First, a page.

NEW YORK (AP) -- A new study says women start losing ground to men on pay almost as soon as they enter the workforce.
The American Association of University Women Educational Foundation says one year after college, women are making only 80 percent of their male peers.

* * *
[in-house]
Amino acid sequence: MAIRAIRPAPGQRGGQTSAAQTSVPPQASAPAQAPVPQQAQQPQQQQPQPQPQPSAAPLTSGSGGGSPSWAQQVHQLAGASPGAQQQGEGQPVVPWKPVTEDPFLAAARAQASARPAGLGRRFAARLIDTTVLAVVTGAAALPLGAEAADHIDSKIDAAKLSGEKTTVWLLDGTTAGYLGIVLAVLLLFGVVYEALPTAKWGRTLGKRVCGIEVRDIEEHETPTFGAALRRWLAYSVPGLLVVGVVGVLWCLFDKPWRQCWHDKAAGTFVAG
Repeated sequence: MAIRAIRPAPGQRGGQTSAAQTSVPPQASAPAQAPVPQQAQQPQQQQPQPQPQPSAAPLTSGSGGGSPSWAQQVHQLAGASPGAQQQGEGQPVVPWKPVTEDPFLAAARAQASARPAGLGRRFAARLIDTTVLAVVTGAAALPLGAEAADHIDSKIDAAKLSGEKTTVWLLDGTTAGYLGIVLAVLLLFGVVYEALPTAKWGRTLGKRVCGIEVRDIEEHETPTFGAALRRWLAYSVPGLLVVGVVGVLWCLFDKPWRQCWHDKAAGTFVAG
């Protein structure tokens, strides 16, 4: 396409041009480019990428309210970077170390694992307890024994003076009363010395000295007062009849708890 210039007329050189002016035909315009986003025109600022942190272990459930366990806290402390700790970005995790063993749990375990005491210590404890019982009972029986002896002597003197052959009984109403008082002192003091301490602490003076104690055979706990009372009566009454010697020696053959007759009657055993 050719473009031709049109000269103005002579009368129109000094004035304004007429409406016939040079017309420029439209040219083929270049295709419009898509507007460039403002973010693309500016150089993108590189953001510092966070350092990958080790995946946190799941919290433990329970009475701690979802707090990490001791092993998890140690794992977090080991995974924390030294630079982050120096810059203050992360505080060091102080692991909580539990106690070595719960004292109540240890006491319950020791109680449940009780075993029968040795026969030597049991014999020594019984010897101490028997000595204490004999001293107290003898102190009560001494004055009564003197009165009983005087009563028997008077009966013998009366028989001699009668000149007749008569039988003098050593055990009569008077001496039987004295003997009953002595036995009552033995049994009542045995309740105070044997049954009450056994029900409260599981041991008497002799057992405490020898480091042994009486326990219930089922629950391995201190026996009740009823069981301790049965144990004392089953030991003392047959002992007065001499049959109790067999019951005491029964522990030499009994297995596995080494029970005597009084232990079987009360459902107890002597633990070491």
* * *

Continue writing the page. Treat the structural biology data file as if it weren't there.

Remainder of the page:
And after ten years, the study says the gap grows to 69 percent.
The foundation says part of the wage difference is a result of people's choices, and part is employers' assumptions about what women will do.
Even after controlling factors known to affect earnings -- such as hours, occupation, and parenthood -- the study found one-quarter of the pay gap remains unexplained.
The foundation thinks that portion is sex discrimination.